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Planners approve ski base project

City Council to consider One Steamboat Place next week

— City planners have approved a mixed-use development at the base of the Steamboat Ski Area, clearing the way for the Steamboat Springs City Council to discuss its second large-scale project in two weeks.

At a meeting Thursday night, the Steamboat Springs Planning Commission gave the go-ahead to One Steamboat Place, a multi-story, 500,000-square-foot development including 85 residential units, 15,000 square feet of commercial space and a large public plaza. The development would be on about 4 acres next to the Gondola Building and AprÃs Ski Way.

Planning Commission chairwoman Kathi Meyer called One Steamboat Place a “catalyst for redevelopment” at the ski base and gave one of the five votes in support of the project. Commission members Dana Stopher and Nancy Engelken voted against the project. They expressed concerns about the M-shaped building’s height and overall size.



“It’s just too massive,” Engelken said. “It doesn’t fit what, to me, is a village concept.”

Timbers Company, an international resort development firm based in Carbondale, is the project applicant. Robin Schiller of CCY Architects, based in Basalt, presented building plans to the commission, which first discussed One Steamboat Place on July 13 but tabled a decision and asked for modifications to the plans.



The primary issue is the building’s height. Timbers Company and Schiller are req-uesting a height variance that will allow the building to reach 104 feet, as opposed to the 67 feet allowed in city zoning codes for the site. The building is six stories tall.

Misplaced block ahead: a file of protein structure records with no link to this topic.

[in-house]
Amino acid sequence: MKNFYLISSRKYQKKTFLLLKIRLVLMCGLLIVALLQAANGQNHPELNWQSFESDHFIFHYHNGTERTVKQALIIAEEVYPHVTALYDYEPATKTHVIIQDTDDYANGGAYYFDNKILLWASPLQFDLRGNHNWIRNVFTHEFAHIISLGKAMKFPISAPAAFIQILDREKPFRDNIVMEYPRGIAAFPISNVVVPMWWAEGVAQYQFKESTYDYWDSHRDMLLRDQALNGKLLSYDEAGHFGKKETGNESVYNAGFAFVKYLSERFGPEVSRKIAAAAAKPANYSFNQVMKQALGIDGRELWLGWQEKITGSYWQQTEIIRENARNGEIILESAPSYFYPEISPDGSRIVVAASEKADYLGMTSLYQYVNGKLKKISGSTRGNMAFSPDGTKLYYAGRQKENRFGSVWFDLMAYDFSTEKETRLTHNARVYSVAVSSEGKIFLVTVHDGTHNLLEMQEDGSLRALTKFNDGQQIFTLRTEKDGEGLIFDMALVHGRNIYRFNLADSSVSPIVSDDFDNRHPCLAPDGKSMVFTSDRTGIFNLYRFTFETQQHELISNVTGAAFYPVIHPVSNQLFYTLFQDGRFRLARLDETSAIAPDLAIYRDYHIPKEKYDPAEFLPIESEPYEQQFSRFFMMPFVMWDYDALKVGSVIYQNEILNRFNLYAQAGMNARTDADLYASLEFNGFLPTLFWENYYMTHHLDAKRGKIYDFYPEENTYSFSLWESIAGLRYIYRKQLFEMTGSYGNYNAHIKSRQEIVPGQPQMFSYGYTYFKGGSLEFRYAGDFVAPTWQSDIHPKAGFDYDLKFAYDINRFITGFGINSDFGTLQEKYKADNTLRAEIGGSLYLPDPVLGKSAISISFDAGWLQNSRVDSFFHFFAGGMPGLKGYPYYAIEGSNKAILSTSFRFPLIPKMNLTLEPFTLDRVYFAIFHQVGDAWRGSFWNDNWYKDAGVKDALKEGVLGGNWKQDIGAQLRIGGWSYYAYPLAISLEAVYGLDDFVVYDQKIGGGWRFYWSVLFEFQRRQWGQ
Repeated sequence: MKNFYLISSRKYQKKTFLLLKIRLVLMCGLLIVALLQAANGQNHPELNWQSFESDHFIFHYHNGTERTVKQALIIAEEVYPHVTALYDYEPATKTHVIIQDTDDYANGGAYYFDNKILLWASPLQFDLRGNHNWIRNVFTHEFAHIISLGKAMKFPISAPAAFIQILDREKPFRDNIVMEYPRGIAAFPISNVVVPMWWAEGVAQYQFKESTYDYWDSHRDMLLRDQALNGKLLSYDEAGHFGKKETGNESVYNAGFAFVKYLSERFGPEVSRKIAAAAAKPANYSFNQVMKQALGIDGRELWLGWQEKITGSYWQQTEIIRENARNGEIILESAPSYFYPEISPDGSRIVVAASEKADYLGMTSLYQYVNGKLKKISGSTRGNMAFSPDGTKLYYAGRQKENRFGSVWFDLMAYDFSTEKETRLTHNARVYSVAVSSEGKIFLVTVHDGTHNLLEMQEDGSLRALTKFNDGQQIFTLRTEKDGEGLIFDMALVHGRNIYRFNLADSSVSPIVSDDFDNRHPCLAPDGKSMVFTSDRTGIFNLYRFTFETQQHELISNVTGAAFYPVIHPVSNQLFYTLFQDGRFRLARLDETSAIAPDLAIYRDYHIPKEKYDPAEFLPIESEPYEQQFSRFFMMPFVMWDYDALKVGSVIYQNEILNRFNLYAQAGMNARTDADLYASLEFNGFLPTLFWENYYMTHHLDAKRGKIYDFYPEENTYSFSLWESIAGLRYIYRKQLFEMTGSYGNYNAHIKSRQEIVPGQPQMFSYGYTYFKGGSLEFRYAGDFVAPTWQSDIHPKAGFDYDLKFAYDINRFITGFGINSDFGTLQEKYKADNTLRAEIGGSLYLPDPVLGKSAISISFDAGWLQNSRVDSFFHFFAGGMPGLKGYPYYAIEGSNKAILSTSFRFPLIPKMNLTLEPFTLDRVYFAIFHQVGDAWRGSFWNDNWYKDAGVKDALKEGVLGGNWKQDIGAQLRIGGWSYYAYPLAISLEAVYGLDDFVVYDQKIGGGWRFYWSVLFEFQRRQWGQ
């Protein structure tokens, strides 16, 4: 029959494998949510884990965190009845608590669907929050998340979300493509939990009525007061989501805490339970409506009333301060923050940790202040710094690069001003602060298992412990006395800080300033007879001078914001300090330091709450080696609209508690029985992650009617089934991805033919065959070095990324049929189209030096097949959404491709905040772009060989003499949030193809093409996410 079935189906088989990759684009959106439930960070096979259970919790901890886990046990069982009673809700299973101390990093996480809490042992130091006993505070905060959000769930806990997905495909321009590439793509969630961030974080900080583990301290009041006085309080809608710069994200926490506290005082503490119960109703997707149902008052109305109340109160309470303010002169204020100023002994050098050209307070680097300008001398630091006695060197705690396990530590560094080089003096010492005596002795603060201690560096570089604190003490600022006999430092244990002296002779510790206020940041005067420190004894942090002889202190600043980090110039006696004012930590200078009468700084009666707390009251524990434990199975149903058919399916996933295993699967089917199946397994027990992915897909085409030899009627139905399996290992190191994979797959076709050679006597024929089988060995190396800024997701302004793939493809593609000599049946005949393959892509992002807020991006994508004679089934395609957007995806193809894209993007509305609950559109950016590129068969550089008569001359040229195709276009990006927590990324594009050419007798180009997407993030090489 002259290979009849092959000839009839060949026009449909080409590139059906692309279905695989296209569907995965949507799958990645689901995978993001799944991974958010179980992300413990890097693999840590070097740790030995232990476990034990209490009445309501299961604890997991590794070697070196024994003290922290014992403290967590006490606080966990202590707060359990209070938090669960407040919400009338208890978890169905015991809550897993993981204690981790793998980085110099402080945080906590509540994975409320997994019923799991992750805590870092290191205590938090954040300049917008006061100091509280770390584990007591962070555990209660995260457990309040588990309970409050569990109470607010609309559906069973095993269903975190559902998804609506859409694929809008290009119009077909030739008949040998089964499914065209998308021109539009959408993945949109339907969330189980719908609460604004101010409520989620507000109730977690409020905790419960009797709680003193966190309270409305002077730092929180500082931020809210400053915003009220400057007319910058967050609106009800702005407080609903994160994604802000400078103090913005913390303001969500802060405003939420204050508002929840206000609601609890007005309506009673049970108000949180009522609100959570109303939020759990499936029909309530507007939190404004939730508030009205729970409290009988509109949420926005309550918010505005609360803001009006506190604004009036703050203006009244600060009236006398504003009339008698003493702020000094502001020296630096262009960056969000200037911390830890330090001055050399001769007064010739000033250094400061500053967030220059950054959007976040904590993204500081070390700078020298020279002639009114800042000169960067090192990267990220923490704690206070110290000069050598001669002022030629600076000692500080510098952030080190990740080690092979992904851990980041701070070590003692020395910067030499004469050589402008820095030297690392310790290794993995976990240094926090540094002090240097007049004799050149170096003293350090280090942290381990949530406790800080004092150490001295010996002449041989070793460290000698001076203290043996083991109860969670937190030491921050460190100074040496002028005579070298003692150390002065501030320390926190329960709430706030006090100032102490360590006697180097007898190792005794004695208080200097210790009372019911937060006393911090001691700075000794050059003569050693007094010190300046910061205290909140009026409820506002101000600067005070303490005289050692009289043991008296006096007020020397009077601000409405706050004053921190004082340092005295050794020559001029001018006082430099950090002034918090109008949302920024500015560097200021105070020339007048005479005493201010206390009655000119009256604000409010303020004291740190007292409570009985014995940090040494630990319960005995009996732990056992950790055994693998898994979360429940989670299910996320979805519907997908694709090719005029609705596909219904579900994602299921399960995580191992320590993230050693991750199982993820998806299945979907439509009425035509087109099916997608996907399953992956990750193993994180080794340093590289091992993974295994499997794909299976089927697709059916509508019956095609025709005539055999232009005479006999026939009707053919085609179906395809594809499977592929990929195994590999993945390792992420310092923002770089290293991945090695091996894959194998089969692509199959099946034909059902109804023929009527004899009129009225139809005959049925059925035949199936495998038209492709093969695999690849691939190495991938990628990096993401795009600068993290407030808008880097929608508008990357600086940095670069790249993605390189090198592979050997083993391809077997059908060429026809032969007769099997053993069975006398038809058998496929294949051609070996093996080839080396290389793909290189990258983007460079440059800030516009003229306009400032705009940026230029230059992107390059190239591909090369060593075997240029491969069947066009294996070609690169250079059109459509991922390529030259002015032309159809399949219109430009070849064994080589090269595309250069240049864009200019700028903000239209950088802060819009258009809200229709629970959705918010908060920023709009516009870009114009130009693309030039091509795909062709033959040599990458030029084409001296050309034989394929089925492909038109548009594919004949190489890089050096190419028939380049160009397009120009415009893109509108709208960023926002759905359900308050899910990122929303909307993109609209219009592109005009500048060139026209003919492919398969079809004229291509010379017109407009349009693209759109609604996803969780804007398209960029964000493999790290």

In response to the commission’s height concerns, Schiller presented new plans Thursday that lowered a portion of the building that connects the east and central wings to two stories rather than four stories. The lowered portion allows for a view corridor that, from some angles around the building, would provide views of the ridgeline to the south.

Schiller said the building’s size is necessary to house enough residential units to allow for a profitable project. He also argued that there is little difference in view obstruction and in the amount of sunlight that will reach the Gondola Building if the building was 67-feet high or 104 feet.

“The difference between that and our building is incremental,” Schiller said.

Steamboat resident Bill Jameson responded that money should not be a factor in deciding a height variance.

“It’s hard to see how this project wouldn’t be viable with one less floor,” Jameson said.

The City Council is scheduled to discuss One Steamboat Place at upcoming meetings on Tuesday and Aug. 22. On July 25, the council approved Wildhorse Meadows, a 47-acre development including 567 residential units and more than 35,000 feet of commercial space south of Mount Werner Road and Steamboat Boulevard.

The two projects are tied financially to Whitney Ward, a landowner and partner in Resort Ventures West, which is leading the Wildhorse Mea-dows project. Ward owns the land slated for One Steamboat Place. Jim Wells, Timbers Company vice president, said Thursday that closing on the purchase of that land would occur 30 days after council approval of the project’s development plan.

“At that point, we would be separate entities,” Wells said about Timbers Company and Resort Ventures West.

To reach Mike Lawrence, call 871-4203 or e-mail mlawrence@steamboatpilot.com.


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